Saturday, June 20, 2015

Land of Rest, from Lilly Dale

Thompson, Henry S. (ca. 1824—after 1880) was a New England music teacher and composer. He was born in Manchester, Essex County, Massachusetts. In 1845 he married Sarah E. Oliver of Dorchester. At least as early as 1848 he listed his occupation as “Music teacher”. One of his early ballads is Willie's on the Dark Blue Sea, published by Oliver Ditson & Company in 1849. Henry and Sarah lived with their family in Boston, Massachusetts until at least 1864. He had relocated to Indiana by 1879, when The Musical Record reported that he had established a conservatory of music at Crawfordsville. Thompson was still alive on May 27, 1880 when he deposited with the Library of Congress a copy of Lilly Dale, "The right whereof he claims as Author, in conformity with the laws of the United States, respecting Copyrights." The time of his death and location of his burial are unknown. Thompson’s two most popular songs appear to be Annie Lisle (1857) and Lilly Dale (1852)Annie Lisle was preserved for posterity through its arrangement by colleges, universities, and other schools as their "alma mater" song. The first known instance was at Cornell University circa 1870, when students Archibald C. Weeks and Wilmot M. Smith paired the textFar Above Cayuga's Waters with the Annie Lisle tune. Lilly Dale was made popular in minstrel shows and became a popular tune for revival tune books.[i] Mattison's Sacred Melodies for Social Worship(1859) recommends this tune for at least six of its hymns. In 1864 a newspaper article claimed that Oliver Ditson & Company had cleared "upwards of $70,000" on Lilly Dale at that time. In 1903 Ditson Company President John C. Haynes remembered that the sales of Lilly Dale exceeded 100,000 copies. Its greatest use today may possibly be found in its inclusion via an arrangement by A. S. Kieffer in the 1902 Sacred Harp revision of W. M. Cooper. It is found in other song books, such as Christian Harmony, Good Old Songs, and Harp of Ages.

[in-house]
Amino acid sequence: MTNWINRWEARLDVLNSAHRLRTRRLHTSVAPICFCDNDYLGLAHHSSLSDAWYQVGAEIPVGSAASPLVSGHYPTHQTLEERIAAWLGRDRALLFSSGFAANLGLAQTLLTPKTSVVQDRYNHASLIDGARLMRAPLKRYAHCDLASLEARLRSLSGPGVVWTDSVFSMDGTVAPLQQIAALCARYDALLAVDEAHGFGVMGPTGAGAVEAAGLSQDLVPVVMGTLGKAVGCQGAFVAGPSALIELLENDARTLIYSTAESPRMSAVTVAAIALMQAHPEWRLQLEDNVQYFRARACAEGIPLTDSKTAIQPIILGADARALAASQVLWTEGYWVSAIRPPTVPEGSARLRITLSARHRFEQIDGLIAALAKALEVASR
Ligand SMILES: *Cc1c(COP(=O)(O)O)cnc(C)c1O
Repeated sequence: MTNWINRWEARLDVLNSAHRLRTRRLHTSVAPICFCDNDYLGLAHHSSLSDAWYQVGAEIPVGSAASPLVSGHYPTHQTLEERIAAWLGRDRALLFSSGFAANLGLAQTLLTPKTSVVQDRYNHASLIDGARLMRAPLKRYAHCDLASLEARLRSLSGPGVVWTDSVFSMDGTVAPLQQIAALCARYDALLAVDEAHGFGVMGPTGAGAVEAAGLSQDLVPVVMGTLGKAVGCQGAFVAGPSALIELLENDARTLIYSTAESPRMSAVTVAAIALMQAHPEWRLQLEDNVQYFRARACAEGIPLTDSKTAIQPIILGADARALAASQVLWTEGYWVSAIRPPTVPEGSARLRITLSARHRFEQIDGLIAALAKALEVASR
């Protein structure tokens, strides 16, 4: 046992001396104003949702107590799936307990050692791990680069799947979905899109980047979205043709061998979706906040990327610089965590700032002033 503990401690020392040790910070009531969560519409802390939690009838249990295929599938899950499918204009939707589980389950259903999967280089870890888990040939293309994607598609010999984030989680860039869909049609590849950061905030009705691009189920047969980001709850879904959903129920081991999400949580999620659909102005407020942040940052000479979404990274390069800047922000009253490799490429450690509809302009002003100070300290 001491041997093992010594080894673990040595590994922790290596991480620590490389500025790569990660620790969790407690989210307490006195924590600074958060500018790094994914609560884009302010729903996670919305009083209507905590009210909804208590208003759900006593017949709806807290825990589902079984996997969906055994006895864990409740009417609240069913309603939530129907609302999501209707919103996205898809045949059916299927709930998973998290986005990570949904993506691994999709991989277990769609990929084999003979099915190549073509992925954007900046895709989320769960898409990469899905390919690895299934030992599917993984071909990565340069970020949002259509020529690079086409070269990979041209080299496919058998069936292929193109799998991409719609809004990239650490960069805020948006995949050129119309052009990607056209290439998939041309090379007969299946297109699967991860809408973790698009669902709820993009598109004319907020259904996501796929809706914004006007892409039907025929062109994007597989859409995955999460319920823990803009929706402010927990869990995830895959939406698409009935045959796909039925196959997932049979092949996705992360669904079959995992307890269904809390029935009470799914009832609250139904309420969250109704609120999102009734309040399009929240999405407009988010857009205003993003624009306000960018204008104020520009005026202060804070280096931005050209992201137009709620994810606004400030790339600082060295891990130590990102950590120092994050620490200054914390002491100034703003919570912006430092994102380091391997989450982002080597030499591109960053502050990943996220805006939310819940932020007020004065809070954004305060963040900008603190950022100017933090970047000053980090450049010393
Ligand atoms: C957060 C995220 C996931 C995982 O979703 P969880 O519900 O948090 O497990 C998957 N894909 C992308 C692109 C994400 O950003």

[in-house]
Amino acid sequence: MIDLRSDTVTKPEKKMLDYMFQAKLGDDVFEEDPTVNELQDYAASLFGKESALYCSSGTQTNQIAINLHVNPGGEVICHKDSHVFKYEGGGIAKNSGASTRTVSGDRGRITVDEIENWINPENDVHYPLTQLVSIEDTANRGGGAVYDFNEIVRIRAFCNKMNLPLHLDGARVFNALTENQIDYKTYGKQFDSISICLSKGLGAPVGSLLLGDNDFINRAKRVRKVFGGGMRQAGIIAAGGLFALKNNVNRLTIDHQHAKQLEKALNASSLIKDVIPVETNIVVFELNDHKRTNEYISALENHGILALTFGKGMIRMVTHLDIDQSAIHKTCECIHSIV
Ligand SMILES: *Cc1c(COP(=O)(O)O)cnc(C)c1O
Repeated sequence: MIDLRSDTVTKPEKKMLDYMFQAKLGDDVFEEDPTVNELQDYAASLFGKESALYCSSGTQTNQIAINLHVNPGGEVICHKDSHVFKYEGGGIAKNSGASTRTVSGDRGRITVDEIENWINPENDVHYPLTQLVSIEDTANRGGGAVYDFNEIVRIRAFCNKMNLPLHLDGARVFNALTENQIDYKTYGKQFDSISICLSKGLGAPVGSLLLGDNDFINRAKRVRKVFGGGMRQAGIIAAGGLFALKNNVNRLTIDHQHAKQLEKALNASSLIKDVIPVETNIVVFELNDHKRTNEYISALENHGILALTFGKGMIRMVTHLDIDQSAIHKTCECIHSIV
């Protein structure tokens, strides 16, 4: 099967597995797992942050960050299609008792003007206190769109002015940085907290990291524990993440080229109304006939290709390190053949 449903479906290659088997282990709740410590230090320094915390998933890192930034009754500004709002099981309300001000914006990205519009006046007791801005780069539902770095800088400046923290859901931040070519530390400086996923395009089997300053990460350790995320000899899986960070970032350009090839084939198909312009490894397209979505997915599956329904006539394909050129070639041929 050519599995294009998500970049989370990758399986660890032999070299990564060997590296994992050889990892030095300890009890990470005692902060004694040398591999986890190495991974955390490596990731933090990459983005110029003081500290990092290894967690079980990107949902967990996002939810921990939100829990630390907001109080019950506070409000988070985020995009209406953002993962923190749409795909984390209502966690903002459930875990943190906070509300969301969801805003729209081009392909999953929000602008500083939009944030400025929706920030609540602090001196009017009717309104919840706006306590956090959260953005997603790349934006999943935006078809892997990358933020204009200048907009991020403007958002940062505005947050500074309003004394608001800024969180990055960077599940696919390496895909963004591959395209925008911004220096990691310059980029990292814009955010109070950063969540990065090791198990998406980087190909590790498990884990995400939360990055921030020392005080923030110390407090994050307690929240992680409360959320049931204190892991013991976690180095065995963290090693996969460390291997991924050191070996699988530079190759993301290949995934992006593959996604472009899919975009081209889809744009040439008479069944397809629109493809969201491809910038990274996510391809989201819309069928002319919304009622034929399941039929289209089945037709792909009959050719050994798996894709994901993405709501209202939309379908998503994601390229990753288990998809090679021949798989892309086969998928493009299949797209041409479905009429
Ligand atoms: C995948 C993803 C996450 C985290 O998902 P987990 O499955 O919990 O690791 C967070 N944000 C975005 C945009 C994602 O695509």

430       Land of Rest (Lilly Dale)
Births Registered in the Town of Ipswich for the year 1848
Births Registered in the City of Newburyport for the year 1851, p. 201
Births Registered in the City of Newburyport in the County of Essex for the year 1853, p. 259, Massachusetts, Town and Vital Records, 1620-1988
“A Half-Century in the American Music Trade,” by John C. Haynes, in National Magazine, Boston, Volume 19, No. 3, December 1903, p. 381
U. S. Federal Censuses, Essex County, MA, 1850; Suffolk County, MA, 1860
Massachusetts State Census, 1855, Essex County
“Popular Song-Writers,” in The Emporia Weekly News, Emporia, Kansas, Saturday, June 18, 1864 – p. 1
Sacred Melodies for Social Worship, Hiram Mattison, New York, NY: Mason Brothers, 1859, pp. 122, 123, 151, 318, 387, 404 and 420
The Musical Record, edited by Dexter Smith, Number 55, Boston, October 18, 1879, p. 35
The Musical Record, edited by Dexter Smith, Number 89, Boston, June 12, 1880, p. 606

[i] Not everyone was thrilled with its use. For example, one editor wrote: “And it is a comfort to know that we do not now so often hear "Jerusalem, my happy home" arranged with a chorus, "O heaven, sweet heaven," etc., and sung to "Lily Dale;" or "Jesus my all to heaven is gone" adapted to "Dixie;" or "Rosalie the prairie flower," or some German drinking song, or some love-sick serenade fitted to religious words.” ("The Sunday School Muse," in Hours at Home: A Popular Monthly of Instruction and Recreation, Volume 6, No. 6, March 1868, edited by J. M. Sherwood, New York, p. 395)

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